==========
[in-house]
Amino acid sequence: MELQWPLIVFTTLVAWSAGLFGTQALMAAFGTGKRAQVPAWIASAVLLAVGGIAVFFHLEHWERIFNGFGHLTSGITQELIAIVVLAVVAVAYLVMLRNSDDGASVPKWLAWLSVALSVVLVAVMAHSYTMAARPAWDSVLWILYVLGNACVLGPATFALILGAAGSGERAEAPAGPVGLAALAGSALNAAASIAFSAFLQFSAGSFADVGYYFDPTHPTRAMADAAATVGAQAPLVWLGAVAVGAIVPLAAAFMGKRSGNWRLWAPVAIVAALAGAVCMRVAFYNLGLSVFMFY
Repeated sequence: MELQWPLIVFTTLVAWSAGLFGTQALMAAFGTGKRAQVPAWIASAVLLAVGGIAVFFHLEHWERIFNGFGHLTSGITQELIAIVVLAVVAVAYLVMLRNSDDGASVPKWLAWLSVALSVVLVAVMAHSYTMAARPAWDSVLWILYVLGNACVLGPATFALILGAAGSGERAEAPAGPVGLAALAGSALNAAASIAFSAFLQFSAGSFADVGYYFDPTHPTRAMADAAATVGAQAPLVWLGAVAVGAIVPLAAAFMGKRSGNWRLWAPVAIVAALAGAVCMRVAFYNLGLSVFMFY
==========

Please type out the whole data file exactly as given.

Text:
[in-house]
Amino acid sequence: MELQWPLIVFTTLVAWSAGLFGTQALMAAFGTGKRAQVPAWIASAVLLAVGGIAVFFHLEHWERIFNGFGHLTSGITQELIAIVVLAVVAVAYLVMLRNSDDGASVPKWLAWLSVALSVVLVAVMAHSYTMAARPAWDSVLWILYVLGNACVLGPATFALILGAAGSGERAEAPAGPVGLAALAGSALNAAASIAFSAFLQFSAGSFADVGYYFDPTHPTRAMADAAATVGAQAPLVWLGAVAVGAIVPLAAAFMGKRSGNWRLWAPVAIVAALAGAVCMRVAFYNLGLSVFMFY
Repeated sequence: MELQWPLIVFTTLVAWSAGLFGTQALMAAFGTGKRAQVPAWIASAVLLAVGGIAVFFHLEHWERIFNGFGHLTSGITQELIAIVVLAVVAVAYLVMLRNSDDGASVPKWLAWLSVALSVVLVAVMAHSYTMAARPAWDSVLWILYVLGNACVLGPATFALILGAAGSGERAEAPAGPVGLAALAGSALNAAASIAFSAFLQFSAGSFADVGYYFDPTHPTRAMADAAATVGAQAPLVWLGAVAVGAIVPLAAAFMGKRSGNWRLWAPVAIVAALAGAVCMRVAFYNLGLSVFMFY